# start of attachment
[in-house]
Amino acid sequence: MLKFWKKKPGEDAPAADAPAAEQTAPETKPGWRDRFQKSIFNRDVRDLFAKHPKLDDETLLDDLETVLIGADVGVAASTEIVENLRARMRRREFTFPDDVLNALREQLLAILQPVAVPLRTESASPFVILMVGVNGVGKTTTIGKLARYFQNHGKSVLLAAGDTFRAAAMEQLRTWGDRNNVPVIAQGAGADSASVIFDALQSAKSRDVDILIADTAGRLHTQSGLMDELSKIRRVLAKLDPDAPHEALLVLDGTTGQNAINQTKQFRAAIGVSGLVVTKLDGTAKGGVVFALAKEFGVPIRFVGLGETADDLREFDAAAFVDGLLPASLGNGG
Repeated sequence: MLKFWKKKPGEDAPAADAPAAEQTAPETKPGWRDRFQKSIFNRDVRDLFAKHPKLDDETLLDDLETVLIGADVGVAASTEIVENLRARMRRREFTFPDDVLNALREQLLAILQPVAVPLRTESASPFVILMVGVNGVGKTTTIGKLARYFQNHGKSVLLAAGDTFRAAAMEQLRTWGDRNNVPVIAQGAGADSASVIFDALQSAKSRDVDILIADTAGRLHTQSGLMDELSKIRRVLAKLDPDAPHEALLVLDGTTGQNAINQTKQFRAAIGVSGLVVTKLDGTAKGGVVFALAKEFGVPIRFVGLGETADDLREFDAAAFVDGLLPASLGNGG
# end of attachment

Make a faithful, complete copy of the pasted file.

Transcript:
[in-house]
Amino acid sequence: MLKFWKKKPGEDAPAADAPAAEQTAPETKPGWRDRFQKSIFNRDVRDLFAKHPKLDDETLLDDLETVLIGADVGVAASTEIVENLRARMRRREFTFPDDVLNALREQLLAILQPVAVPLRTESASPFVILMVGVNGVGKTTTIGKLARYFQNHGKSVLLAAGDTFRAAAMEQLRTWGDRNNVPVIAQGAGADSASVIFDALQSAKSRDVDILIADTAGRLHTQSGLMDELSKIRRVLAKLDPDAPHEALLVLDGTTGQNAINQTKQFRAAIGVSGLVVTKLDGTAKGGVVFALAKEFGVPIRFVGLGETADDLREFDAAAFVDGLLPASLGNGG
Repeated sequence: MLKFWKKKPGEDAPAADAPAAEQTAPETKPGWRDRFQKSIFNRDVRDLFAKHPKLDDETLLDDLETVLIGADVGVAASTEIVENLRARMRRREFTFPDDVLNALREQLLAILQPVAVPLRTESASPFVILMVGVNGVGKTTTIGKLARYFQNHGKSVLLAAGDTFRAAAMEQLRTWGDRNNVPVIAQGAGADSASVIFDALQSAKSRDVDILIADTAGRLHTQSGLMDELSKIRRVLAKLDPDAPHEALLVLDGTTGQNAINQTKQFRAAIGVSGLVVTKLDGTAKGGVVFALAKEFGVPIRFVGLGETADDLREFDAAAFVDGLLPASLGNGG